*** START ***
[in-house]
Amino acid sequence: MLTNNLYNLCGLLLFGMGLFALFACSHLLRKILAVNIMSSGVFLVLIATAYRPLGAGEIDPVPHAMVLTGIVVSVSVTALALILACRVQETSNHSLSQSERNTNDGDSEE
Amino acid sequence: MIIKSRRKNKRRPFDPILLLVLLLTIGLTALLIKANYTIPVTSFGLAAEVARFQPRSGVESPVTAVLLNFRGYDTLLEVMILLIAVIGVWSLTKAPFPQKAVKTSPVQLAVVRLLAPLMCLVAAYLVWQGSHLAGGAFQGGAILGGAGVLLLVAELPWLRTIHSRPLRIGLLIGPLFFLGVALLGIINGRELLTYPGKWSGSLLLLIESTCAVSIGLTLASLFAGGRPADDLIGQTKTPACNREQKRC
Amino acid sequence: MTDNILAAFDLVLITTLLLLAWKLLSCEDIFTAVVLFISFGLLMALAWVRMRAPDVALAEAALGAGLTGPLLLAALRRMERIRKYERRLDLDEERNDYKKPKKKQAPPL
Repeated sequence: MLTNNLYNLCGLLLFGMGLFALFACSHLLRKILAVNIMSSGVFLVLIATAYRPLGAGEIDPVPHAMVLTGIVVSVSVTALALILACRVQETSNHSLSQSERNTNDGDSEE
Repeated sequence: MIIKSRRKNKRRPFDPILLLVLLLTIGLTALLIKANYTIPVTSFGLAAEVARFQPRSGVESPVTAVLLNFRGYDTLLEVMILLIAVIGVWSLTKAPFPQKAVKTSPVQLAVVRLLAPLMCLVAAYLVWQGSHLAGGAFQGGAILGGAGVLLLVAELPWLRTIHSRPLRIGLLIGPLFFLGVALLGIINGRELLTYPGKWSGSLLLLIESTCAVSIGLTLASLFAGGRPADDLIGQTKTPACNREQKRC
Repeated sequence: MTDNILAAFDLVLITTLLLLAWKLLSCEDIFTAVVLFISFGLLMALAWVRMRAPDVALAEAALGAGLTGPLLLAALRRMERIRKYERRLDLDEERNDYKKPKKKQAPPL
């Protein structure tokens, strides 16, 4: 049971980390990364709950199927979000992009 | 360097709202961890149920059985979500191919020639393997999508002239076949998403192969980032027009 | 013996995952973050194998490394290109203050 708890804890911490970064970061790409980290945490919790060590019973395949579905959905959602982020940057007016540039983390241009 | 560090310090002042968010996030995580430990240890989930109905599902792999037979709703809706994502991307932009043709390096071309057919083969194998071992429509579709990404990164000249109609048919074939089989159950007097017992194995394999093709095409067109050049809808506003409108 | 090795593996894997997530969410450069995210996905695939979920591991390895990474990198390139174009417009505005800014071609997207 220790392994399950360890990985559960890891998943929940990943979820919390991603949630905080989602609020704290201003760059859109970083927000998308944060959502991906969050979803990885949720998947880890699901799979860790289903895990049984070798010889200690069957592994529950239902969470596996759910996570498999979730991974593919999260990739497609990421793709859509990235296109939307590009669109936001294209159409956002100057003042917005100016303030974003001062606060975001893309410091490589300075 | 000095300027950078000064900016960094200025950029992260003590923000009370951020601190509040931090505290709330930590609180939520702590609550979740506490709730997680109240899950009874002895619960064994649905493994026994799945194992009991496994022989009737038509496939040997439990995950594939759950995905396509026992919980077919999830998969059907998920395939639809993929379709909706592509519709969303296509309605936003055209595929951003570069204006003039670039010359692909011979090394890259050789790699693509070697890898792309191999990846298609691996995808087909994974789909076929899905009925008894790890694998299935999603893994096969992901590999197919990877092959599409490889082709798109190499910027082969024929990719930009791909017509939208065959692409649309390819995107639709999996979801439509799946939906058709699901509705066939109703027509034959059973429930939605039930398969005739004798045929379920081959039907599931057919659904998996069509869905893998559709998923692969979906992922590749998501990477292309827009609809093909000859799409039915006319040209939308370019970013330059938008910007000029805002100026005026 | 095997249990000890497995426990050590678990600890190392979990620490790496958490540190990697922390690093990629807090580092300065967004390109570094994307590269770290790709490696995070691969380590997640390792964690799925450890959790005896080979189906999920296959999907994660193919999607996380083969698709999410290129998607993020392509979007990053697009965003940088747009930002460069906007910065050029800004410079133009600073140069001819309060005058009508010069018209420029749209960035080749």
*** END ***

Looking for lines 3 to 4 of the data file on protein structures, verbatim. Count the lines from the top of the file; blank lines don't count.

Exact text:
Amino acid sequence: MIIKSRRKNKRRPFDPILLLVLLLTIGLTALLIKANYTIPVTSFGLAAEVARFQPRSGVESPVTAVLLNFRGYDTLLEVMILLIAVIGVWSLTKAPFPQKAVKTSPVQLAVVRLLAPLMCLVAAYLVWQGSHLAGGAFQGGAILGGAGVLLLVAELPWLRTIHSRPLRIGLLIGPLFFLGVALLGIINGRELLTYPGKWSGSLLLLIESTCAVSIGLTLASLFAGGRPADDLIGQTKTPACNREQKRC
Amino acid sequence: MTDNILAAFDLVLITTLLLLAWKLLSCEDIFTAVVLFISFGLLMALAWVRMRAPDVALAEAALGAGLTGPLLLAALRRMERIRKYERRLDLDEERNDYKKPKKKQAPPL